Sure, we now live a digital age, but we thought the expression, “Never argue with a man who buys ink by the barrel” was still apt for the latest PR debacle at Rutgers University: Rutgers University Athletic Director Julie Hermann saying to a journalism class, “That’d be great” about the prospect of The (Newark, N.J.) Star-Ledger dying. PR pros can commence wincing.
David Letterman has announced his impending retirement, and PR News is commemorating the occasion with—what else?—a Top 10 list.
Good advice for those, like Esiason and Francesa, who have a voice with any sort of reach: stay out of family matters and don’t tell women what to do with their bodies.
According to Ryman, if we all switched to the new font tomorrow for everything we print, we would save more than 490 million ink cartridges and 6.5 million tons of Co2 emissions every year.
It’s a function of living in an increasingly digital age: The more time we spend in front of a computer screen, the more motivated we are to get out into the field, press the flesh and talk to colleagues belly to belly. This is particularly true for PR pros and communicators when it comes to professional development.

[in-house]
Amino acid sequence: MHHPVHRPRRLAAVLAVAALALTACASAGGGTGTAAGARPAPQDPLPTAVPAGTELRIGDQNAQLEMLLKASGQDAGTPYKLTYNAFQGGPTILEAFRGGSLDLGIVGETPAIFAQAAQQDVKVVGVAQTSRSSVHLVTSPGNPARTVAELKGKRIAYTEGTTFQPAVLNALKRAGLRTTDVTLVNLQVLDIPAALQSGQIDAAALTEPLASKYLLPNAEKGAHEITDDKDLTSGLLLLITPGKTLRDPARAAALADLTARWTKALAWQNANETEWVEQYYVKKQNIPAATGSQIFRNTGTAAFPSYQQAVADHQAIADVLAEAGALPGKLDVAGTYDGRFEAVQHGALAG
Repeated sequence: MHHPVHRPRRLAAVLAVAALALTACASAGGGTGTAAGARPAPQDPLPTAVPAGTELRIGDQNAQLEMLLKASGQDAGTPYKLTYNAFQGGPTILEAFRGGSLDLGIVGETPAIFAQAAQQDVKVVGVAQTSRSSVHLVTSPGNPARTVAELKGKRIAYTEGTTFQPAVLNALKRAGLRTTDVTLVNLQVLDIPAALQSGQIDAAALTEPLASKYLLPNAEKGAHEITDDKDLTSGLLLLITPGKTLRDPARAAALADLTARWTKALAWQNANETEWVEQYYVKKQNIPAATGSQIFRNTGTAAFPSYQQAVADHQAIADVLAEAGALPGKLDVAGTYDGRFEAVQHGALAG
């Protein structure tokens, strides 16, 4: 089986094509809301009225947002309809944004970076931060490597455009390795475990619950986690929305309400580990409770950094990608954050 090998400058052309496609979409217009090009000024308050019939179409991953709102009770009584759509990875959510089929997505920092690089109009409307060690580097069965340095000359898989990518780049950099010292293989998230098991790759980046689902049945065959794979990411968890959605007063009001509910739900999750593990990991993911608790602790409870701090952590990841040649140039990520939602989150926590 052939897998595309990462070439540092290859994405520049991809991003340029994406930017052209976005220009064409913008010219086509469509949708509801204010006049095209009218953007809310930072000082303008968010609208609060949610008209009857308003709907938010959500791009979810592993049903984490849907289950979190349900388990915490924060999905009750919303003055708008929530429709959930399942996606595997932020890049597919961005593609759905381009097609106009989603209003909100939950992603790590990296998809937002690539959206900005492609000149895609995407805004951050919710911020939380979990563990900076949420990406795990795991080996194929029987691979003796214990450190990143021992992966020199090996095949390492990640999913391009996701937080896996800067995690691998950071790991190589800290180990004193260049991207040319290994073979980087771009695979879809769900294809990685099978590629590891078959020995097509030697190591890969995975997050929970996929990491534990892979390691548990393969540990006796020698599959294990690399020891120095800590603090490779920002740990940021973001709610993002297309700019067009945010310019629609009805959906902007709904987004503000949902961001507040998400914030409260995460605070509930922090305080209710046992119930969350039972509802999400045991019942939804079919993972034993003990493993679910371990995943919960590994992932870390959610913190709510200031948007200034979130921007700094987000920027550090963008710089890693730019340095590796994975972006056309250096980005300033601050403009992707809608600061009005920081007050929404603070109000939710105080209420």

A habit of misspelling words can do serious damage to a professional communicator’s reputation. Whether they crop up in a quick email to colleagues or in a press release for your most important client, misspelled… Continued
It’s April Fools’ Day today, the day that brands and organizations can poke a little fun at their fans and followers or, better yet, themselves, without fear of recrimination. At the same time, April Fools’ Day reminds us that using humor to communicate a message can be serious business.
Key performance indicators offer insight about metrics to follow how to use data to prove the value of your PR efforts.